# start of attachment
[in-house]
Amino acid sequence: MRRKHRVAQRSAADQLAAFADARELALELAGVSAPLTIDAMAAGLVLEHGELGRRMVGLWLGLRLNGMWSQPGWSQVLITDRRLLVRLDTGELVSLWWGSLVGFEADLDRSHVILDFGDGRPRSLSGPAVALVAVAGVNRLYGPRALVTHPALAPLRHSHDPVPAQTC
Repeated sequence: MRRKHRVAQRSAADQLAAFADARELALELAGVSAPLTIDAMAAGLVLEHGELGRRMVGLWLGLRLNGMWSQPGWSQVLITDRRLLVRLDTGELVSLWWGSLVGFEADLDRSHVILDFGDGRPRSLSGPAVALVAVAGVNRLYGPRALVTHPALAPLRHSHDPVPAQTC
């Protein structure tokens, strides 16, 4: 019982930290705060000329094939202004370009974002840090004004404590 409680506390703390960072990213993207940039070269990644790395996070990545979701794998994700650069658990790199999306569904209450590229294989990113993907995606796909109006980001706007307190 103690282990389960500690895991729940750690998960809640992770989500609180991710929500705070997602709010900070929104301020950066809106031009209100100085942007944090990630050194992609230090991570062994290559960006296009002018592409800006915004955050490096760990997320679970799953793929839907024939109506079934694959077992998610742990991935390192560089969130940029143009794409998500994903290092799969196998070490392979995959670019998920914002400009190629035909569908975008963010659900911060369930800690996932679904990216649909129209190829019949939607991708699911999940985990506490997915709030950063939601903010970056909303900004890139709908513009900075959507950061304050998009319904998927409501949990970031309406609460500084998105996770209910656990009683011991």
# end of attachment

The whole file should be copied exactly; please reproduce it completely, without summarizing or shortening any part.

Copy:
[in-house]
Amino acid sequence: MRRKHRVAQRSAADQLAAFADARELALELAGVSAPLTIDAMAAGLVLEHGELGRRMVGLWLGLRLNGMWSQPGWSQVLITDRRLLVRLDTGELVSLWWGSLVGFEADLDRSHVILDFGDGRPRSLSGPAVALVAVAGVNRLYGPRALVTHPALAPLRHSHDPVPAQTC
Repeated sequence: MRRKHRVAQRSAADQLAAFADARELALELAGVSAPLTIDAMAAGLVLEHGELGRRMVGLWLGLRLNGMWSQPGWSQVLITDRRLLVRLDTGELVSLWWGSLVGFEADLDRSHVILDFGDGRPRSLSGPAVALVAVAGVNRLYGPRALVTHPALAPLRHSHDPVPAQTC
């Protein structure tokens, strides 16, 4: 019982930290705060000329094939202004370009974002840090004004404590 409680506390703390960072990213993207940039070269990644790395996070990545979701794998994700650069658990790199999306569904209450590229294989990113993907995606796909109006980001706007307190 103690282990389960500690895991729940750690998960809640992770989500609180991710929500705070997602709010900070929104301020950066809106031009209100100085942007944090990630050194992609230090991570062994290559960006296009002018592409800006915004955050490096760990997320679970799953793929839907024939109506079934694959077992998610742990991935390192560089969130940029143009794409998500994903290092799969196998070490392979995959670019998920914002400009190629035909569908975008963010659900911060369930800690996932679904990216649909129209190829019949939607991708699911999940985990506490997915709030950063939601903010970056909303900004890139709908513009900075959507950061304050998009319904998927409501949990970031309406609460500084998105996770209910656990009683011991």